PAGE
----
On December 10, 2018, a California Appellate Court published its decision in Donohue v. AMN Services, LLC, affirming class-wide summary judgment for the employer.  The court’s decision in this wage and hour case presents some interesting take-aways for California employers in that it endorses the lawfulness of widespread timekeeping practices that class action attorneys often seek to challenge as unlawful.

First, a California court has again found the practice of implementing a “fair and neutral” rounding policy for employee timeclock entries to be lawful.  The court affirmed that a rounding policy is “fair and neutral” where “on average, it favors neither overpayment nor underpayment,” irrespective of whether it involves an underpayment for certain individuals or certain periods of time.  The employer submitted an expert opinion that their practice of rounding employee punch times to the nearest ten-minute increment did not result in any failure to compensate the class as a whole for all time actually worked over the course of the class period, which demonstrated that the system complied with the spirit of the regulations requiring a system not be skewed against the employee.  The court even approved rounding of employees’ clock in and clock out times for meal periods, even where the result of such a system was that an employee’s meal period was deemed to last 30 minutes solely as a result of rounding the time entries (e.g., if he clocked out at 12:02 and clocked back in at 12:27, the rounding system would treat that as a 30 minute period).  While the plaintiff contended that rounding rules cannot apply to clock times for meal periods, the court held that there is no special exception for meal periods when it comes to the California rule permitting fair and neutral rounding of time entries to the nearest set increment.  Although the court did not endorse a per se rule that a rounding system will necessarily be deemed lawful if it rounds to the nearest set increment, it cited to a growing line of cases that have all found such “evenhanded” systems to be lawful even where there were individuals in a proposed class whose total work time was reduced as a result of rounding time entries.  It appears that plaintiffs will need to identify some systematic practice that causes a seemingly evenhanded system to instead be biased against the employees.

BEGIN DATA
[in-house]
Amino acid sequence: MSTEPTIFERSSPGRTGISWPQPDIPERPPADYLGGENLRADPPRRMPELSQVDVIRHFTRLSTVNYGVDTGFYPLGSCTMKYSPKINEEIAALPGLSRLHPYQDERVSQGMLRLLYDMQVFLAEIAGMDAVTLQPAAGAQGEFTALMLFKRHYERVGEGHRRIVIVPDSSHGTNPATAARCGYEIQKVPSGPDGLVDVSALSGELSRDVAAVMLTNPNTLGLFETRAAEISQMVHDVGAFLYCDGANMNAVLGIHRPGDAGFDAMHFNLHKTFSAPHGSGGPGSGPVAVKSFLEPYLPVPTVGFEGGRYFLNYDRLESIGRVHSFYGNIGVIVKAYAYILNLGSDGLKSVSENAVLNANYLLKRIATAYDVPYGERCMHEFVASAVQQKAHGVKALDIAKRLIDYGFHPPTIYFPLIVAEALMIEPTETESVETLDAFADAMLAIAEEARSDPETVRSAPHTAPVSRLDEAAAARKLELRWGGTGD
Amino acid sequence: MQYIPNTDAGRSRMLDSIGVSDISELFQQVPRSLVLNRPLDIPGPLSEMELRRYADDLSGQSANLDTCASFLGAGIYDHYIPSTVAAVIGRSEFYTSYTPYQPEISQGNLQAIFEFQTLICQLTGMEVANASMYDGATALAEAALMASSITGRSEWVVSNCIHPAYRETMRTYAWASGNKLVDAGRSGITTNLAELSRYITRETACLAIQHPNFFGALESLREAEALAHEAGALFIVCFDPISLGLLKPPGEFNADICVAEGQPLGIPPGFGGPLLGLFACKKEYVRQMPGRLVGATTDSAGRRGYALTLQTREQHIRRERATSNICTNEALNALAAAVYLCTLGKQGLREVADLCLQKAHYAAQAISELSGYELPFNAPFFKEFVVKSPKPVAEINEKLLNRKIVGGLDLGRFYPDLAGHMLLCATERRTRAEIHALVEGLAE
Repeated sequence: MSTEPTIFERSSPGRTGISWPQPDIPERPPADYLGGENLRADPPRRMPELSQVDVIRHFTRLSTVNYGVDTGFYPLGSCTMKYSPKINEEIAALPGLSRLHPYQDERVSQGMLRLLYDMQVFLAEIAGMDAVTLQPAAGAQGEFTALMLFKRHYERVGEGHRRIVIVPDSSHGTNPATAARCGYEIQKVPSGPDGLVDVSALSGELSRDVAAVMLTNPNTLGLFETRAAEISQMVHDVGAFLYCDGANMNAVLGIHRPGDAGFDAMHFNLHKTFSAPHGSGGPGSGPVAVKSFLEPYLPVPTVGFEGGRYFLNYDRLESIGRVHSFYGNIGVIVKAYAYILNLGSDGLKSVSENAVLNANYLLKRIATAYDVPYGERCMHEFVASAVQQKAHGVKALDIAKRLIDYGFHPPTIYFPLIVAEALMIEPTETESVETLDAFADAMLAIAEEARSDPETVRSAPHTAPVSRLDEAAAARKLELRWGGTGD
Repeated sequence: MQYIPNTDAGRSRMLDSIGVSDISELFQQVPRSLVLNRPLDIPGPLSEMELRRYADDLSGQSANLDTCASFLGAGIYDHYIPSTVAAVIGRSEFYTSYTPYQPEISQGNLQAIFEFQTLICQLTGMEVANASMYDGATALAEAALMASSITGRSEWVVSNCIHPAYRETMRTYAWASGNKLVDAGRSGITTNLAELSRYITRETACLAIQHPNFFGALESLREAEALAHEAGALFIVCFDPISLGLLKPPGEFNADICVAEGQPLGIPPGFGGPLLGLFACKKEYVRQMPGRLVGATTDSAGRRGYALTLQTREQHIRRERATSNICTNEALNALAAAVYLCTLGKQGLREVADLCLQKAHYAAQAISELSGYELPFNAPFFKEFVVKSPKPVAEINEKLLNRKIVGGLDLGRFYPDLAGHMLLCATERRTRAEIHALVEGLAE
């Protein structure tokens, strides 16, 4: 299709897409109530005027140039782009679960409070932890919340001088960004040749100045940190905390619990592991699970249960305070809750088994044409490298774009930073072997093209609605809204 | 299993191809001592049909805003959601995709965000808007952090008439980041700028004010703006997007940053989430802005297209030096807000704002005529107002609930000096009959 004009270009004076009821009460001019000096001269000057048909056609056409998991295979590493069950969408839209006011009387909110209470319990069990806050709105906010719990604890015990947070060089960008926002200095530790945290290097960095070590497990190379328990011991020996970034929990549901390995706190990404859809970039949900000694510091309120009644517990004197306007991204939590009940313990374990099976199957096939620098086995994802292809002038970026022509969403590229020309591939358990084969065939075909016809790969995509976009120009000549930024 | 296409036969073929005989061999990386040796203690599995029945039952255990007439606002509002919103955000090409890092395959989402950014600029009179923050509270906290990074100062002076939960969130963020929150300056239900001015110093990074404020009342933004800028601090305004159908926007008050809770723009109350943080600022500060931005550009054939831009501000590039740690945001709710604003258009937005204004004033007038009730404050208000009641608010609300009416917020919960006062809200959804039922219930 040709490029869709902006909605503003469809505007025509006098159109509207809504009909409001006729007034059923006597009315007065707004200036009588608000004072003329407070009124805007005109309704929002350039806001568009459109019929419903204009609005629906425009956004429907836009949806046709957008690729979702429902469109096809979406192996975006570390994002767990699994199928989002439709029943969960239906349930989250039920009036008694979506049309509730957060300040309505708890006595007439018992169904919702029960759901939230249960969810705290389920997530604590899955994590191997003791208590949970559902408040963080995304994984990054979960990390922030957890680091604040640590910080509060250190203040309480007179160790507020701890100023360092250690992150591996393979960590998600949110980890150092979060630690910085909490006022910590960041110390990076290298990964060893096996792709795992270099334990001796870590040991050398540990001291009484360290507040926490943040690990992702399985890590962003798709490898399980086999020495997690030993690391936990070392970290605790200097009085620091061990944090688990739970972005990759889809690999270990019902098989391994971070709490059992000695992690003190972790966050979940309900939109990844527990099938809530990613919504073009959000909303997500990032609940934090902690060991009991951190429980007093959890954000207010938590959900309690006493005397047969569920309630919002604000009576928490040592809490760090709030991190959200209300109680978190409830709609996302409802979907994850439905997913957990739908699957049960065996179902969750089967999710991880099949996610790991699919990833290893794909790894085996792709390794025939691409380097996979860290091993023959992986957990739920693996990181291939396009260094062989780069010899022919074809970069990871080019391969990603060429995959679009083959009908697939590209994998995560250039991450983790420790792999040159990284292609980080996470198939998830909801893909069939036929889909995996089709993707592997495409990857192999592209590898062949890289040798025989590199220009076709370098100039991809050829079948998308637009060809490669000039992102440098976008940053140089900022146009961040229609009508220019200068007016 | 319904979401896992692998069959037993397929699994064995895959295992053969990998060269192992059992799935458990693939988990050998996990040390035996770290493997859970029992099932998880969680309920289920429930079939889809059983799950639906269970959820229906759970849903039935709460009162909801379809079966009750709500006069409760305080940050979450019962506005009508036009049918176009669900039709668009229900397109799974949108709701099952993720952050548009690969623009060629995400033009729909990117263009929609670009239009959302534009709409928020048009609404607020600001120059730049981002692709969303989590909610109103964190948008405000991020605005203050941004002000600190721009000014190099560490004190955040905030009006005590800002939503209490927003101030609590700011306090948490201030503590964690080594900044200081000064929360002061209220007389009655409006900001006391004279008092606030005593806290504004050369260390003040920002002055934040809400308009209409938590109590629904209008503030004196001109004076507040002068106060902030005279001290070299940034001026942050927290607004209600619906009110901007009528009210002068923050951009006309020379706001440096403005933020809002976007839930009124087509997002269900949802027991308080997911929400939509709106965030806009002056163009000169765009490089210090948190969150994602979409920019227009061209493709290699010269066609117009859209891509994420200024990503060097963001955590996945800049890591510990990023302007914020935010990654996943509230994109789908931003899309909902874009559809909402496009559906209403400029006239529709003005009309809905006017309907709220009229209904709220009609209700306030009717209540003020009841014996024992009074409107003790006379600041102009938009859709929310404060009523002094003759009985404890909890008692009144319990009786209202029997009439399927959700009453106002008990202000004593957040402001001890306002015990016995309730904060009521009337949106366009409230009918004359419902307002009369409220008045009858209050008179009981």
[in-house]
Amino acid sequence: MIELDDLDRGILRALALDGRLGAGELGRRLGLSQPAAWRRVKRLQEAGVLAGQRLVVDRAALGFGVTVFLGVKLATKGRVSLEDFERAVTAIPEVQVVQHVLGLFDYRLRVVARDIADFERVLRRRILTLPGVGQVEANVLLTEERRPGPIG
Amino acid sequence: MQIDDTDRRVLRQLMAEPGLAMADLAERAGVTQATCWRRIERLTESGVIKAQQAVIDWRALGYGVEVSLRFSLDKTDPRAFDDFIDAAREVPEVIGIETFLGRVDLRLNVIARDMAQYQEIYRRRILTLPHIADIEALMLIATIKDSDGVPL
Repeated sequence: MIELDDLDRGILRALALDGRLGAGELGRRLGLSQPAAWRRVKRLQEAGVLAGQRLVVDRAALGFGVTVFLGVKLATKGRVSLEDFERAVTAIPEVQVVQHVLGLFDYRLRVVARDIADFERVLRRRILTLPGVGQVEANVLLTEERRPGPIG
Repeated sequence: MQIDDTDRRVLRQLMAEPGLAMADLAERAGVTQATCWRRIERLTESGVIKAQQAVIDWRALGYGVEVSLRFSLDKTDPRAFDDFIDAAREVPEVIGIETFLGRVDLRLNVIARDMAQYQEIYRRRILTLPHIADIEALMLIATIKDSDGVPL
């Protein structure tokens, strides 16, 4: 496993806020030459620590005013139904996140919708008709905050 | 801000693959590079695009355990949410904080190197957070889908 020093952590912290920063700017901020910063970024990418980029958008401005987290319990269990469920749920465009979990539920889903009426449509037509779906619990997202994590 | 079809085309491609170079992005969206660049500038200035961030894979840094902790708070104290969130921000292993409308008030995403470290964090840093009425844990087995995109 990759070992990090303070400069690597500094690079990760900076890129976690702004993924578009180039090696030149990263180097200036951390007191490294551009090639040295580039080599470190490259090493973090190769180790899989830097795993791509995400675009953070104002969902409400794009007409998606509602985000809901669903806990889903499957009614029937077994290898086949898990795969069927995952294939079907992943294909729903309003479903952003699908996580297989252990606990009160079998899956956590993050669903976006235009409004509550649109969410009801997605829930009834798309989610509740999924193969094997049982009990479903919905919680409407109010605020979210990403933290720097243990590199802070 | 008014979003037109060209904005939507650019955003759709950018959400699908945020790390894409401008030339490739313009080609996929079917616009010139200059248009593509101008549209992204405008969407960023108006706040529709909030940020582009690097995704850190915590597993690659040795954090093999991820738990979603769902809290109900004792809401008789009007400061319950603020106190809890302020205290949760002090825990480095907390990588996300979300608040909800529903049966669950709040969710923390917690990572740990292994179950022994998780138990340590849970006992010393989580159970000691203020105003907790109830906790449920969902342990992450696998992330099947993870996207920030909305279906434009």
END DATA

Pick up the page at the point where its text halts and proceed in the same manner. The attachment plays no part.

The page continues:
Second, in regards to the evidence the court would consider, the court rejected the plaintiff’s declaration as inadmissible where she claimed she did not receive all of her rest and meal periods in contradiction of electronic certifications she made on her timesheets.  In fact, with each submitted timesheet, the plaintiff had certified that she was “provided the opportunity to take all meal breaks to which I was entitled, or, if not, I have reported on this timesheet that I was not provided the opportunity to take all such meal breaks.”  The court viewed the plaintiff’s later contradictory declaration as testimony inconsistent with a prior statement, which indicates the potential usefulness of such timesheet certifications.

Third, the court approved a timekeeping system that flagged late meal periods and asked the employee to confirm whether they had the opportunity to take a timely meal period or not, and no penalty pay would issue where the employee confirmed that they had the opportunity to take a timely meal period.  This has become a common practice among companies that want to build in a mechanism to pay for genuinely missed, short or delayed meal periods, but do not want to pay in cases where the missed, late or short period that resulted from the employee’s own choice not to take a compliant meal period.  The court found that this practice was compliant with California law as set forth in the controlling case, Brinker Restaurant Corp. v. Superior Court.

Although it may not be the most conservative approach to implement every timekeeping element described in this system, this case provides powerful support in litigation if you have employed a similar system that is challenged as violating the Labor Code.  If you have any questions about your system’s lawfulness, you can always contact your Sheppard Mullin attorney for guidance.